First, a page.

Twitter button problem causes "torrent download" confusion - here's what happened

Filed Under: Featured

A few Naked Security readers recently said, "When I read your articles, sometimes a torrent download window pops up. Is this dangerous? Should I be concerned?"

"Torrents" are files shared via the BitTorrent peer-to-peer file sharing system, and they are often associated with piracy and dodginess, so those are pretty reasonable questions.

And Naked Security's own downloads (e.g. technical reports and podcasts) are served up using HTTP, not BitTorrent, making the questions doubly pertinent.

As far as we're aware, this was a mistake by Twitter.

It was confusing, and mildly alarming, but there nothing dangerous - just a file served up in the wrong way.

Here's what seems to have happened.

Usually, our articles have a little "Tweet" button that you can click on to retweet them.

The Tweet button itself comprises an HTML file with the name widgets/tweet_button.html, and when your browser requests that file, Twitter is supposed to send it back directly.

The file includes some JavaScript to deal with the retweeting, some stylesheet formatting data, and an embedded image containing the Twitter birds:

When the HTML file is loaded into a browser, it combines the abovementioned elements to generate a clickable button like this:

Twitter's mistake appears to have been that its servers sometimes returned a "torrent" link to the HTML file, instead of the file itself.

This caused your browser to pop up a download window instead of displaying the "Tweet" button.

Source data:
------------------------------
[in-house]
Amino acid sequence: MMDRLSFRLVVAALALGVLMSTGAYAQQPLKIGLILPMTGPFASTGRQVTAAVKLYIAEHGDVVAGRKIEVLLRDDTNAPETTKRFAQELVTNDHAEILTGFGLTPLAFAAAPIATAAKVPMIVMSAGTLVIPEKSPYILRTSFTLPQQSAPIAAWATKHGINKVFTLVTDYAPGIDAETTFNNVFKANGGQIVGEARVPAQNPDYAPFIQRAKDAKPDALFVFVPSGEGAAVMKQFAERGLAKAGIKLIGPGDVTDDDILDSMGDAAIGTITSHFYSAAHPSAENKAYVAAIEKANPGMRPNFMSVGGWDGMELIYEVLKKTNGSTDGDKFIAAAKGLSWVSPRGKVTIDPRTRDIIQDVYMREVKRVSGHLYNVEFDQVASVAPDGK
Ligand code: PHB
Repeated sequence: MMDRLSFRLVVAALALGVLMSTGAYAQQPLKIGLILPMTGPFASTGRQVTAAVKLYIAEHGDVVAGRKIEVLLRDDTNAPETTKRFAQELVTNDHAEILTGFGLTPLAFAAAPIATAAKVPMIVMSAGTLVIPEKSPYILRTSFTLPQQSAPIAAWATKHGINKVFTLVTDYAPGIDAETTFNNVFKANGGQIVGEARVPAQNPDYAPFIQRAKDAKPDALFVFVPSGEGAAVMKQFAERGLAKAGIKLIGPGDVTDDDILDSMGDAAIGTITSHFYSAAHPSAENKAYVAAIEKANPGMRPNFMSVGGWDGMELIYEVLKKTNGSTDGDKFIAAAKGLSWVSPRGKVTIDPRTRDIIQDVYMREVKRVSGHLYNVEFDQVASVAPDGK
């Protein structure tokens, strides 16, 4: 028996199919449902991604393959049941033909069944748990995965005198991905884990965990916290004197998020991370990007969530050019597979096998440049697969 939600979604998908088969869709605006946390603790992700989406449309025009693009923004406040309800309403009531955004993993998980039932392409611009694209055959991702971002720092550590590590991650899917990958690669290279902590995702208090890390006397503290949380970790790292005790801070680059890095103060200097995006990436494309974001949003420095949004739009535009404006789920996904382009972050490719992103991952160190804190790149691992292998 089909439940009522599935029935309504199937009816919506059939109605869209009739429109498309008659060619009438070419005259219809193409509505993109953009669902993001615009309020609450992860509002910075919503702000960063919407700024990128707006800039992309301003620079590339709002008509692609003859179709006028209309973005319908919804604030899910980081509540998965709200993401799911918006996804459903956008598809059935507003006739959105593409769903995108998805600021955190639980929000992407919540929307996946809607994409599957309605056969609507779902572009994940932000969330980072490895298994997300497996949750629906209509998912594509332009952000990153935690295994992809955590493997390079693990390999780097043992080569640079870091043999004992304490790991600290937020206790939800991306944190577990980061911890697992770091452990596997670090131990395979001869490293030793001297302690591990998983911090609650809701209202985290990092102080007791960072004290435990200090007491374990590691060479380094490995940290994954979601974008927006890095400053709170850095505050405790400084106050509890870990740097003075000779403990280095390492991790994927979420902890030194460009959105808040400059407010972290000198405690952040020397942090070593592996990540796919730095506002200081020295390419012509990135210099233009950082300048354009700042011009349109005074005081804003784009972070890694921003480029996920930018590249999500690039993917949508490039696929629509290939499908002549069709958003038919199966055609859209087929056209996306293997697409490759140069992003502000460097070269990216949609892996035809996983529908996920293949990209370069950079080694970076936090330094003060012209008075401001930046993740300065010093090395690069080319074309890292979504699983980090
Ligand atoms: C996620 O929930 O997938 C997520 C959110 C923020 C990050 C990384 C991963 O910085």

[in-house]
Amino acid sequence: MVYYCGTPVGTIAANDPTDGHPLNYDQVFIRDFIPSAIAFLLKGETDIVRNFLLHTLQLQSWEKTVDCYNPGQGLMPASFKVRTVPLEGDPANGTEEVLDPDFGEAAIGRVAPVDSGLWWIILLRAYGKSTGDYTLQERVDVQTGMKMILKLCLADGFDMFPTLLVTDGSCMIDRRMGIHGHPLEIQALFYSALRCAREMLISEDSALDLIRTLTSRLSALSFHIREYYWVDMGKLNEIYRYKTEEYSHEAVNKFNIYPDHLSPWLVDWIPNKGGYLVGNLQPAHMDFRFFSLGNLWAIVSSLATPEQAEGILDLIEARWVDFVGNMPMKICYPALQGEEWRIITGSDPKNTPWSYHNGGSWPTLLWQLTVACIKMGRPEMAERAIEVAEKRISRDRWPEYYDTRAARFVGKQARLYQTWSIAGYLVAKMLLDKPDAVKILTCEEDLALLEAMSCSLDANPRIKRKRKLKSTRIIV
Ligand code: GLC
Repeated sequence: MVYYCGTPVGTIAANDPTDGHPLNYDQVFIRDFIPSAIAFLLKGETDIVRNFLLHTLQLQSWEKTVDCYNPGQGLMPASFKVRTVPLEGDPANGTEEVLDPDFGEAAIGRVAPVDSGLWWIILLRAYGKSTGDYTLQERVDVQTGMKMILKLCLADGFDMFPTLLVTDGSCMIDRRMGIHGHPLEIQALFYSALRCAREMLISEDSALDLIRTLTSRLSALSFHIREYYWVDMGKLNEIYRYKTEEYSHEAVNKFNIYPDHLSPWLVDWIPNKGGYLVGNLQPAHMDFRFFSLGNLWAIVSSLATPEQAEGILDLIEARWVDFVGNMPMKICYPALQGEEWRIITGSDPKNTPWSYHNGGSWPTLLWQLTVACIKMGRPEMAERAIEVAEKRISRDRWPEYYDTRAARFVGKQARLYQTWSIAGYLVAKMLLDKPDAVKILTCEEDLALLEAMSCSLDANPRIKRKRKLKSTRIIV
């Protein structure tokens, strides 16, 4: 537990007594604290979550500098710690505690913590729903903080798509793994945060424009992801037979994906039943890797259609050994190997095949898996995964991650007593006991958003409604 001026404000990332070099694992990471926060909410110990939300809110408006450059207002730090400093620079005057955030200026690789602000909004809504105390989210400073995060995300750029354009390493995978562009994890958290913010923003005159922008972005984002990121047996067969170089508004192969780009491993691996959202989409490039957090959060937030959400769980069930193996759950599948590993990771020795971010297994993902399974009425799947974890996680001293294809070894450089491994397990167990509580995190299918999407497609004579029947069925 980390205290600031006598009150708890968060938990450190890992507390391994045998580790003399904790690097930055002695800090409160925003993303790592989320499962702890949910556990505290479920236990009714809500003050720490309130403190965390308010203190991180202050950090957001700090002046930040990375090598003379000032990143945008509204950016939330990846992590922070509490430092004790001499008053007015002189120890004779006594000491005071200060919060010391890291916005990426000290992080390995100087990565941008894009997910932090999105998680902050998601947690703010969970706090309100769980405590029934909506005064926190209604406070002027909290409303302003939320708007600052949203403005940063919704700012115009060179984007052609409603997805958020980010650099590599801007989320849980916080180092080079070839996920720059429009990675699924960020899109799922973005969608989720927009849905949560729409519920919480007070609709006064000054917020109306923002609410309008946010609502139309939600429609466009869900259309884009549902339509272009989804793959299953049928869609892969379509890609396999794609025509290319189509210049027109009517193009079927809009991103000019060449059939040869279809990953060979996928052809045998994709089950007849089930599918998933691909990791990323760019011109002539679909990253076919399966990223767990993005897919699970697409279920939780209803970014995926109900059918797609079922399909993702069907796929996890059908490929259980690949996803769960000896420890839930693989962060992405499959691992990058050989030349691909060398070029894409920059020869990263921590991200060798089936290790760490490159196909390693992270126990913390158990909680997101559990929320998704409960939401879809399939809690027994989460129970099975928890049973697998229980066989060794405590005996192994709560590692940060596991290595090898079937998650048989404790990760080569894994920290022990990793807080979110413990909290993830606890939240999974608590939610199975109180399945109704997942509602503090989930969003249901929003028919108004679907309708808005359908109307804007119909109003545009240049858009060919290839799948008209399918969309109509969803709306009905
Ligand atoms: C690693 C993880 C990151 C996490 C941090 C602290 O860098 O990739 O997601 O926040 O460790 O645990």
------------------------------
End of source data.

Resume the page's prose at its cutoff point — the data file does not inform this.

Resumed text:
If you had a Torrent downloader installed and had let it go ahead, then the HTML file you were expecting would have been fetched, with the JavaScript, stylesheet and image data inside.

I don't recommend trusting unexpected torrent downloads, but that is what would have happened: uselessly, of course, and incorrectly, but harmlessly.

But why a "torrent" link, all of a sudden?

As far as we can tell, Twitter uses BitTorrent to distribute files between the servers in its content delivery network, from where they are supposed to go out as regular files.

It seems that for a short while, Twitter very occasionally served up the "torrent" flavour of the file by mistake, not the HTML one.

Lots of websites were affected, not just Naked Security.

As I said above, this download behaviour was incorrect, and useless (though harmless); but as some of our readers found out, it was also somewhere between annoying and alarming.

Twitter has apparently fixed the problem now; we've also removed the "Tweet" button from our article pages for the time being.

Our apologies for any confusion.

We hope this article assuages any concerns.

Yours,

The Naked Security Crew

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3 Responses to Twitter button problem causes "torrent download" confusion - here's what happened

  1. questions everything · 400 days ago

    So, you just let it slip that twitter uses bittorrent for it's CDN...

    Does that not introduce new venues of attack?

    • markstockley · 400 days ago

      Twitter let that one slip a few years ago if I recall correctly, it's certainly not a secret.

      Whilst knowing anything about a company's infrastructure is potentially useful to an attacker I don't think this is especially useful information. AFAIK the use torrent to propagate data between servers within their own network which makes a lot of sense - servers will update themselves from neighboring servers that have what they want. They'd have to use *some* protocol to do that and at least it's not FTP!

  2. Nigel · 400 days ago

    Thanks for the clear explanation!

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About the author

Paul Ducklin is a passionate security proselytiser. (That's like an evangelist, but more so!) He lives and breathes computer security, and would be happy for you to do so, too. Paul won the inaugural AusCERT Director's Award for Individual Excellence in Computer Security in 2009. Follow him on Twitter: @duckblog